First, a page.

Playing at Bergen Kjøtt gave me another clear experience of how the context colours the music. We played a concert in the middle of a textile exhibition by Hildur Bjarnadottir.
Textiles were hanging from the ceiling, making a quite special atmosphere.
The room has a quite long reverb, and this changed the music. From a rather aggressive version at a smaller club in Oslo the day before, into a much more listening and contemplative mood in general. The long reverb made it impossible to hear anything if you play too much or too loud, and in this case luckily we reacted by listening even more.
Naming the ensemble the Per Zanussi Ensemble, seems to be a clear indication that this is not really a collective of improvisers. The main reason I chose to use this name is the research context of the project. I wanted to signal that this is my project, where I explore my ideas about composing with improvisers. This may suggest to the musicians that we are not really equals, and undermine the idea of creating a culture within the ensemble, making feelings of ownership towards the music weaker.
I do think this is problematic, improvisation wise, and I have considered changing the name into something which suggests a more collective approach in the future. I also think Simon Fell has a point in his article ”A More Attractive Way of Getting Things Done: Some Questions of Power and Control in British Improvised Music” (Fell 2015), where he suggests that the best way of organizing a large ensemble may be to let all the musicians take turns leading artistically.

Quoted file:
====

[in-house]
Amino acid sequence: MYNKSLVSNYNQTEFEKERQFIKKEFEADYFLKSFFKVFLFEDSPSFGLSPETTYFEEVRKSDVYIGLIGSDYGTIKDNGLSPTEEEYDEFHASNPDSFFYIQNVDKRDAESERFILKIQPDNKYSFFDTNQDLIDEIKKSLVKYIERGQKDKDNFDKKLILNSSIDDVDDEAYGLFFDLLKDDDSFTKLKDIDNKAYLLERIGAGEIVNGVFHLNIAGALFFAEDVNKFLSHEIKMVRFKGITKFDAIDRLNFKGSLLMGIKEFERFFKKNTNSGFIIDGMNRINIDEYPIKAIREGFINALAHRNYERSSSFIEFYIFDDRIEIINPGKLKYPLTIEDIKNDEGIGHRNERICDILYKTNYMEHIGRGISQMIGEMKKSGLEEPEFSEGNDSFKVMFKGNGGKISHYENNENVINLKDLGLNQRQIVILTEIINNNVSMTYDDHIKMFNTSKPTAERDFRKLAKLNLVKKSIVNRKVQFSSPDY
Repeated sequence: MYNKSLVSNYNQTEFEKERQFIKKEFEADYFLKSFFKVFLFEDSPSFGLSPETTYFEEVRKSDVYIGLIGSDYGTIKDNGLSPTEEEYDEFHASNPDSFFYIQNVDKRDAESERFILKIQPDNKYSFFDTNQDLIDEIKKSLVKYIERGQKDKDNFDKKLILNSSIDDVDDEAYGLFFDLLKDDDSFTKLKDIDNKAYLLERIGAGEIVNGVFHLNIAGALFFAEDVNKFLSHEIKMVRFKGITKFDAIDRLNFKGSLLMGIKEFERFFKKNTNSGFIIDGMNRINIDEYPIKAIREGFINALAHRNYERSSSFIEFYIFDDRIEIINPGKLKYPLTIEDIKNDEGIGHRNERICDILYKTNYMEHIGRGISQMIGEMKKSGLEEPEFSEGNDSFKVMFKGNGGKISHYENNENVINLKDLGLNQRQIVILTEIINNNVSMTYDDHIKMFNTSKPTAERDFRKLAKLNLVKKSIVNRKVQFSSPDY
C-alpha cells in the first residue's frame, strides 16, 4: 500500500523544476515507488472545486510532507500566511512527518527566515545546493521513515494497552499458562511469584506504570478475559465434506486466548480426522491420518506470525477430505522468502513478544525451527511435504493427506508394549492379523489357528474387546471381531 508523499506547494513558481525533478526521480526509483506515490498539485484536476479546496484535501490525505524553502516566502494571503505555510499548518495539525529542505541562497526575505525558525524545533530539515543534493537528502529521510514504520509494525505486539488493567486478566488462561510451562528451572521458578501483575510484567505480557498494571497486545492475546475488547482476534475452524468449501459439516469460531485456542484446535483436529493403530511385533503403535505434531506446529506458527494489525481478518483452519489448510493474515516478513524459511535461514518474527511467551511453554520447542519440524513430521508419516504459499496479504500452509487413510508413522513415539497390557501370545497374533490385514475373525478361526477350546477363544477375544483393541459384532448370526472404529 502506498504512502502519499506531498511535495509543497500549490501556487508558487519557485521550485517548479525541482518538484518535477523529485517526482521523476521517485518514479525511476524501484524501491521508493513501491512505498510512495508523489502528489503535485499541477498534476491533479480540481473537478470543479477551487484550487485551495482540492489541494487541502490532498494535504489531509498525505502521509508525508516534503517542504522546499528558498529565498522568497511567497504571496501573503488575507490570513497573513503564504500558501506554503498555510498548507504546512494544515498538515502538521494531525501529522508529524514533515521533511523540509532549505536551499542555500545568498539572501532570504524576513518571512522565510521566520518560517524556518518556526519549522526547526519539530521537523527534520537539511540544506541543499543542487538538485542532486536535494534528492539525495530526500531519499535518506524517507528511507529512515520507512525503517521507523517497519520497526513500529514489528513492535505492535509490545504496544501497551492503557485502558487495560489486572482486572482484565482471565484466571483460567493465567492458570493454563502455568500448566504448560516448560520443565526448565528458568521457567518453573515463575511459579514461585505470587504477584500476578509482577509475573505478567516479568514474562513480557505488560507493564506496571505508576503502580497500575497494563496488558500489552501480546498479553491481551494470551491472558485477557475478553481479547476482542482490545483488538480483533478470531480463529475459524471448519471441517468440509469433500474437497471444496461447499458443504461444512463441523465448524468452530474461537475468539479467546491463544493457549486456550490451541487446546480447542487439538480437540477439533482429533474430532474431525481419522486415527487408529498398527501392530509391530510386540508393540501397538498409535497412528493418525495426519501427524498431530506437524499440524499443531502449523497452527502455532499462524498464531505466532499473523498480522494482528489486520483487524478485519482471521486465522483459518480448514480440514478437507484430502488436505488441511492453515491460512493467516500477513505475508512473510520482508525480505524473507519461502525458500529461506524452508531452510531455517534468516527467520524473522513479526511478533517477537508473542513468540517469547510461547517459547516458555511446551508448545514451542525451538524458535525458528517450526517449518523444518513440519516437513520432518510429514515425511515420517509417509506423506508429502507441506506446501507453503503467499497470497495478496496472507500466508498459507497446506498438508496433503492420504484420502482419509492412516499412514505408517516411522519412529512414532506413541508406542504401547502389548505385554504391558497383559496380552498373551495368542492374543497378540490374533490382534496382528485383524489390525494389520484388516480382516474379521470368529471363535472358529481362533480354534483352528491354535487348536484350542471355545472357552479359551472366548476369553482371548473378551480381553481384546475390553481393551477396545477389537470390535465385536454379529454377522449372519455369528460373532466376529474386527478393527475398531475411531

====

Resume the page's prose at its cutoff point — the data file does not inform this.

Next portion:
On the other hand I do think someone has to be an administrative, instigating force to be able to make ensembles of this size survive over time, and I think most projects of this size historically (with some great exceptions) have happened because one person has had a burning wish to see his or her ideas realized.
The project has circled around the two sides of my musical personality: The composer and the improviser. What I have said about the improvisers in the ensemble has also been true for my role as an improviser.
However, juggling my roles in the ensemble can be a challenge, compared to how I experience improvising in a smaller group or someone else’s larger ensemble.
At a concert with the PZE, at first I will be more nervous than I usually am. Then, when I realize that things are going well (with everyone else in the ensemble too), I will be more at ease, but my focus is still constantly split between my own playing and making sure everyone is in control of their tasks.
After a while, an ”improvisational fatigue” (worse than in a setting where I have a freer role) sets in, and sometimes these different approaches seem impossible to balance. It feels easier for me to set up experiments and work on the music outside the rehearsal room, where I don’t have to relate to the chaos and challenges of the real world (i.e the other musicians). Yet, I know that the ”real” music only happens in relation to the others, playing and discussing together.